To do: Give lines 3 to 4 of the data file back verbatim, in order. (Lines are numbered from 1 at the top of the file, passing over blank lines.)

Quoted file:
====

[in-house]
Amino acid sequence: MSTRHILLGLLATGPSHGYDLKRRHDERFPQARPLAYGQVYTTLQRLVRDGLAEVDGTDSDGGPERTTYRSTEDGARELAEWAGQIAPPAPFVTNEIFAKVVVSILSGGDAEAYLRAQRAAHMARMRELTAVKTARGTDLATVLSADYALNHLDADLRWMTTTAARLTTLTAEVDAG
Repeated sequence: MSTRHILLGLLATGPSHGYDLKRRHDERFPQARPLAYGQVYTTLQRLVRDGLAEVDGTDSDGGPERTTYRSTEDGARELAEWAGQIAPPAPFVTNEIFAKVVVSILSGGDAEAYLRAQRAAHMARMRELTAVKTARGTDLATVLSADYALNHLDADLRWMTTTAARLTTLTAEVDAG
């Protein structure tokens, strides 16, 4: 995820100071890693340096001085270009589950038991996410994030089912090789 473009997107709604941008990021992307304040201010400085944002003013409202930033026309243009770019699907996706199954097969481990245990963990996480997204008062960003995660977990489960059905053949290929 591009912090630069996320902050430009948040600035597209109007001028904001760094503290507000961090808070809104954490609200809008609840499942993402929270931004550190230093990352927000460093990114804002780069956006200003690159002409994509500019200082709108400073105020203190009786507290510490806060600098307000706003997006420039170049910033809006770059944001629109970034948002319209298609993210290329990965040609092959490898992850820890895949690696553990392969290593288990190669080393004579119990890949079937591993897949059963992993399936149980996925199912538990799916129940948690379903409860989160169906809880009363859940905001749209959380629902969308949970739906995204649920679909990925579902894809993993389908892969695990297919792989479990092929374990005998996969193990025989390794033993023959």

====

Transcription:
Repeated sequence: MSTRHILLGLLATGPSHGYDLKRRHDERFPQARPLAYGQVYTTLQRLVRDGLAEVDGTDSDGGPERTTYRSTEDGARELAEWAGQIAPPAPFVTNEIFAKVVVSILSGGDAEAYLRAQRAAHMARMRELTAVKTARGTDLATVLSADYALNHLDADLRWMTTTAARLTTLTAEVDAG
């Protein structure tokens, strides 16, 4: 995820100071890693340096001085270009589950038991996410994030089912090789 473009997107709604941008990021992307304040201010400085944002003013409202930033026309243009770019699907996706199954097969481990245990963990996480997204008062960003995660977990489960059905053949290929 591009912090630069996320902050430009948040600035597209109007001028904001760094503290507000961090808070809104954490609200809008609840499942993402929270931004550190230093990352927000460093990114804002780069956006200003690159002409994509500019200082709108400073105020203190009786507290510490806060600098307000706003997006420039170049910033809006770059944001629109970034948002319209298609993210290329990965040609092959490898992850820890895949690696553990392969290593288990190669080393004579119990890949079937591993897949059963992993399936149980996925199912538990799916129940948690379903409860989160169906809880009363859940905001749209959380629902969308949970739906995204649920679909990925579902894809993993389908892969695990297919792989479990092929374990005998996969193990025989390794033993023959």